The Guyver (1991)

PG-13   |    |  Action, Comedy, Sci-Fi


The Guyver (1991) Poster

A young man discovers a mechanical device that merges with his own body, turning him into a cyborg superhero. When strange creatures start appearing, trying to take the device back, he ... See full summary »


5/10
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  • The Guyver (1991)
  • Jack Armstrong and Vivian Wu in The Guyver (1991)
  • Peter Spellos and Jimmie Walker in The Guyver (1991)
  • Vivian Wu in The Guyver (1991)
  • Jack Armstrong in The Guyver (1991)
  • Vivian Wu in The Guyver (1991)

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Reviews & Commentary

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User Reviews


6 January 2013 | breakdownthatfilm-blogspot-com
6
| It just scrapes the surface of entertainment
When it comes to cartoon movie adaptations, it has yet to be seen where one comes out playing well. Speed Racer (2008) is a perfect example of this. Live-action tends to suck the life out of cartoons. So after watching the Japanese cartoon of The Guyver, I wasn't quite sure how this movie adaptation would play out. But surprisingly, to me, I was somewhat entertained by the creature effects and actors that appeared in the film. However, this still does not make it a great movie.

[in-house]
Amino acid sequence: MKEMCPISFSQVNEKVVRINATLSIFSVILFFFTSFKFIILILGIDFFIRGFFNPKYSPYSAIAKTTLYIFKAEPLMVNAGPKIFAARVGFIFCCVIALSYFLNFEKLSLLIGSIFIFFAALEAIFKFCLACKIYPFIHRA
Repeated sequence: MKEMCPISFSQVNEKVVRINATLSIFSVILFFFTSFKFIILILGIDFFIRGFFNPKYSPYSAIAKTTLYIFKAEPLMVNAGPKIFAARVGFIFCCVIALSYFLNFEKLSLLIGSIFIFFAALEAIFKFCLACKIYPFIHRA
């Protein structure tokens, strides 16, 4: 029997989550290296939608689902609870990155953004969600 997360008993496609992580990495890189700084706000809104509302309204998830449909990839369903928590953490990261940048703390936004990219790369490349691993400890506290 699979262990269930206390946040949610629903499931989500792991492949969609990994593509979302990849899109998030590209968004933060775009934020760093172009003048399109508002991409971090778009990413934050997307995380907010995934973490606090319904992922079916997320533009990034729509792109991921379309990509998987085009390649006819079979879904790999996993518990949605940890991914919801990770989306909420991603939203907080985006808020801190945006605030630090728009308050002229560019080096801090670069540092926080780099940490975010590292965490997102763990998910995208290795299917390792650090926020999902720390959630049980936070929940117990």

The film starts off with a scrolling of lines that explain that there is a group of people who can transform into creatures called Zoanoids. The Zoalord, the strongest Zoanoid who looks to control the world, leads these Zoanoids. But the only way he can do this is by obtaining the "guyver", a bio-armor that should make him invincible. That is, if not for an unwilling individual who runs into the bio-armor first, giving him power beyond his original abilities.

The unwilling individual is named Sean Barker played by the forgotten actor, Jack Armstrong. Armstrong gives a convincing performance as his character, even if the majority of his lines are "Are you OK? or Let her go!". Baker also has a girlfriend, Mizky Segawa (Vivian Wu), who gets caught by the Zoalord and is the damsel in distress. However, her character does show some courage, a trait that does not come up often, usually most damsels scream constantly. Tagging along with them is CIA agent, Max Reed, played by the famous Mark Hamill. Hamill gives Reed some good lines, this made me chuckle here and there.